# Physics of Rock Climbing: Part IV

We’re back to relativity, folks! We went over special relativity last time, and now we will explore general relativity. The main idea behind this theory is that gravity is geometry, so we often describe these geometries using certain models called metrics. This week, we will look at gravity using the more straightforward Schwarzschild metric. Hence, Karl is the name of our hypothetical climber today.

Karl has a one-track mind. Even though every single massive particle distorts spacetime, Karl only notices Earth’s gravity. You can picture Earth’s distortion of spacetime as a bowling ball’s distortion of a trampoline. Without the bowling ball, if you put a marble on the trampoline, the marble will just sit there where you placed it. However, with the bowling ball, the marble will fall to the surface of the bowling ball.

Karl’s project, Kruskal Scares, has a crux at the start and at the finish. If Karl falls at either crux, he’ll fall towards the center of the earth just like our marble did toward the center of the bowling ball. If you remember from classical mechanics, Karl will feel a greater gravitational force at the first crux than the second. You can imagine this as the bigger distortion of the trampoline closer to the bowling ball than farther from it. Okay, so this is consistent with classical mechanics…so what? Well, this is where it gets interesting. Remember how motion distorts spacetime and Albert’s clock ticks slower than his belayer’s while he (Albert) is moving? There is a similar effect from gravity’s distortion of spacetime.

Karl really wants to send, so he shakes out and rests before each crux. Since he’s right at the start with his belayer, Karl experiences time exactly as his belayer does at the first rest. At the second rest, at the top of Kruskal Scares, Karl’s clock ticks faster than his belayer’s. To Karl, it looks like his belayer is moving in slow motion (well, perhaps not with his human eye, but you get the idea). His rope will also look stretched and thinner at the bottom since the gravitational force at the bottom of the rope is greater than the force at his knot (this is called spaghettification).

More on this later…we will see how things get extra spooky if we put our climbers near a black hole. Kruskal Scares may not actually be the scariest route out there…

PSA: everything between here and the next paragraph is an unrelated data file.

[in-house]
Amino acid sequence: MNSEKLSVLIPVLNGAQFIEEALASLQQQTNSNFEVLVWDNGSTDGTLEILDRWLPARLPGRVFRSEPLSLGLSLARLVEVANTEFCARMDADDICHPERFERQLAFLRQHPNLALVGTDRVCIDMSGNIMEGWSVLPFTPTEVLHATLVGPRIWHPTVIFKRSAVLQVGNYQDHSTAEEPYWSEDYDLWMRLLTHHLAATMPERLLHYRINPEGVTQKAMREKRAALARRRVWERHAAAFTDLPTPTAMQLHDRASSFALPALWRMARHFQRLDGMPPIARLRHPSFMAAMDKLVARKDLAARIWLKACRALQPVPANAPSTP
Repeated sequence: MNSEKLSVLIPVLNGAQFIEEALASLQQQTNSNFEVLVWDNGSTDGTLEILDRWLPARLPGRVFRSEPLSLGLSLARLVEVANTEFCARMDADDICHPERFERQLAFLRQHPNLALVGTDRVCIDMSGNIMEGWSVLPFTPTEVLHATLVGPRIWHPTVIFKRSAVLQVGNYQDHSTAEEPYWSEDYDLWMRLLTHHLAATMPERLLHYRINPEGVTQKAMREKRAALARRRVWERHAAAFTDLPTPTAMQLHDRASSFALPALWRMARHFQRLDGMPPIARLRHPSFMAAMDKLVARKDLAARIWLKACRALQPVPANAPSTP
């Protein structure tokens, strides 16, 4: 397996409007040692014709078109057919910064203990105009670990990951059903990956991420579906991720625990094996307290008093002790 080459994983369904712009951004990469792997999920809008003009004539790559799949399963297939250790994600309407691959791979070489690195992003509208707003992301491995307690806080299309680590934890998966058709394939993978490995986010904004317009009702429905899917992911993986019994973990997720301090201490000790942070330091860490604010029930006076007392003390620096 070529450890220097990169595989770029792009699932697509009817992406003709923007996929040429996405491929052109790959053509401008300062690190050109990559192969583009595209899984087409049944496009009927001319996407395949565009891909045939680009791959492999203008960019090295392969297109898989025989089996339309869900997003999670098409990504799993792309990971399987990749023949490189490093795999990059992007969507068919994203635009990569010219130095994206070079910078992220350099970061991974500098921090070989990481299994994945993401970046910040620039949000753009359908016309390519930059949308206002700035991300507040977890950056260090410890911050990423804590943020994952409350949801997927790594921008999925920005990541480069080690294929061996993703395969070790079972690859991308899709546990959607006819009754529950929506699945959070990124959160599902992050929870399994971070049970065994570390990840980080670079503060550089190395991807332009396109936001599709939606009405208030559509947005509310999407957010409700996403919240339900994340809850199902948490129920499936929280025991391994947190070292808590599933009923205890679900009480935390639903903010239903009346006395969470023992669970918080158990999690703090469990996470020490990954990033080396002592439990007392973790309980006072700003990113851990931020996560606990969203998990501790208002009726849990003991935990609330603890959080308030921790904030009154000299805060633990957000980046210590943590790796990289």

## 10 Replies to “Physics of Rock Climbing: Part IV”

1. Wow…. Fascinating.

I don’t why, but this reminds me of when I first moved to San Diego and saw California freeways. I looked at the various bridges and really thought if I drove on them, centripetal force (or whatever) would cause me to fly off. I was truly scared. Then, you know, GRAVITY, and I got used to not flying off and then someone explained to me how gravity is an illusion and I decided then and there that even if that were true, my survival on the freeway depended on my belief in the illusion of gravity. If you think I’m insane, it’s OK. You won’t be the first…

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1. Hahaha I respect that, Martha! Even in the physics community, we still don’t have all the facts about gravity. I’m really glad you didn’t fly off the roads! 😉

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2. Alice wondered about gravity when she fell down the rabbit hole. “I wonder if I shall fall right through the earth! How funny it’ll seem to come out among the people that walk with their heads downward!” The Annotated Alice (annotated by Martin Gardner) explains the physics of falling through the earth and why she wouldn’t make it out the other side.

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1. This is another complicated issue! We can’t use the Schwarzschild metric inside the earth, and so we have to add in even more physics 😵‍💫I will be sure to address this a bit in my next installment in this series…thank you!

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3. Really love this series. The bowling ball/marble/trampoline analogy was very helpful. I can’t wait for the black hole proximity climb!

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4. Incredibly interesting! I’m terrible at math because I’m dyslexic and sometimes it’s hard to visualize things but you really helped me see it here!

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